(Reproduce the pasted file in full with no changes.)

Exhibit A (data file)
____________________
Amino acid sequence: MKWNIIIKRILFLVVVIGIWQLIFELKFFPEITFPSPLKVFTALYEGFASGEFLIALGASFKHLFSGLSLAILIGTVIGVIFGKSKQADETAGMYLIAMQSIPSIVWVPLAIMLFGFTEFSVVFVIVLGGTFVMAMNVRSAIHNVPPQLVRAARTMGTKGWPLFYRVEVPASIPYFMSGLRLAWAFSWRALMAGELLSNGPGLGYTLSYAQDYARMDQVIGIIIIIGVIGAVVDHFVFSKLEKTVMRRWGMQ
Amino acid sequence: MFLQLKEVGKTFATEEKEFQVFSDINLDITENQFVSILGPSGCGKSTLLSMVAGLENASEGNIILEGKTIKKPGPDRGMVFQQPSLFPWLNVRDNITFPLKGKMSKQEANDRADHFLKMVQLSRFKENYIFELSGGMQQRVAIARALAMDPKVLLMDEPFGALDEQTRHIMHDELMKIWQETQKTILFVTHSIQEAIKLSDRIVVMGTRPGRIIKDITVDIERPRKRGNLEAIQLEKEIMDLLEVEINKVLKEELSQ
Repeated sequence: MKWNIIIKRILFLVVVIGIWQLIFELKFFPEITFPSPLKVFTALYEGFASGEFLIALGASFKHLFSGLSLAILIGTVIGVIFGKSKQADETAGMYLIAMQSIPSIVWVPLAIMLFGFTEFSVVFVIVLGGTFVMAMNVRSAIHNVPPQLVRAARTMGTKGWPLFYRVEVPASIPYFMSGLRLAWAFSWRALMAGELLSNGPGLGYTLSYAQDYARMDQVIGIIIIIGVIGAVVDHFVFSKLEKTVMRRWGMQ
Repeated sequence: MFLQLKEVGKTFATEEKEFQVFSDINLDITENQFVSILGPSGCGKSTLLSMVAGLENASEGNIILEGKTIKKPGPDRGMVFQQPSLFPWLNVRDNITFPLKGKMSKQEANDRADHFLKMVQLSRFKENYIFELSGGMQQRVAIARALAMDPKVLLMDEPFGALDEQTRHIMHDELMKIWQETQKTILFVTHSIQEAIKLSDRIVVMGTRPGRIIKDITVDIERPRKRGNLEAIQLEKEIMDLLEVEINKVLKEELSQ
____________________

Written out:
Amino acid sequence: MKWNIIIKRILFLVVVIGIWQLIFELKFFPEITFPSPLKVFTALYEGFASGEFLIALGASFKHLFSGLSLAILIGTVIGVIFGKSKQADETAGMYLIAMQSIPSIVWVPLAIMLFGFTEFSVVFVIVLGGTFVMAMNVRSAIHNVPPQLVRAARTMGTKGWPLFYRVEVPASIPYFMSGLRLAWAFSWRALMAGELLSNGPGLGYTLSYAQDYARMDQVIGIIIIIGVIGAVVDHFVFSKLEKTVMRRWGMQ
Amino acid sequence: MFLQLKEVGKTFATEEKEFQVFSDINLDITENQFVSILGPSGCGKSTLLSMVAGLENASEGNIILEGKTIKKPGPDRGMVFQQPSLFPWLNVRDNITFPLKGKMSKQEANDRADHFLKMVQLSRFKENYIFELSGGMQQRVAIARALAMDPKVLLMDEPFGALDEQTRHIMHDELMKIWQETQKTILFVTHSIQEAIKLSDRIVVMGTRPGRIIKDITVDIERPRKRGNLEAIQLEKEIMDLLEVEINKVLKEELSQ
Repeated sequence: MKWNIIIKRILFLVVVIGIWQLIFELKFFPEITFPSPLKVFTALYEGFASGEFLIALGASFKHLFSGLSLAILIGTVIGVIFGKSKQADETAGMYLIAMQSIPSIVWVPLAIMLFGFTEFSVVFVIVLGGTFVMAMNVRSAIHNVPPQLVRAARTMGTKGWPLFYRVEVPASIPYFMSGLRLAWAFSWRALMAGELLSNGPGLGYTLSYAQDYARMDQVIGIIIIIGVIGAVVDHFVFSKLEKTVMRRWGMQ
Repeated sequence: MFLQLKEVGKTFATEEKEFQVFSDINLDITENQFVSILGPSGCGKSTLLSMVAGLENASEGNIILEGKTIKKPGPDRGMVFQQPSLFPWLNVRDNITFPLKGKMSKQEANDRADHFLKMVQLSRFKENYIFELSGGMQQRVAIARALAMDPKVLLMDEPFGALDEQTRHIMHDELMKIWQETQKTILFVTHSIQEAIKLSDRIVVMGTRPGRIIKDITVDIERPRKRGNLEAIQLEKEIMDLLEVEINKVLKEELSQ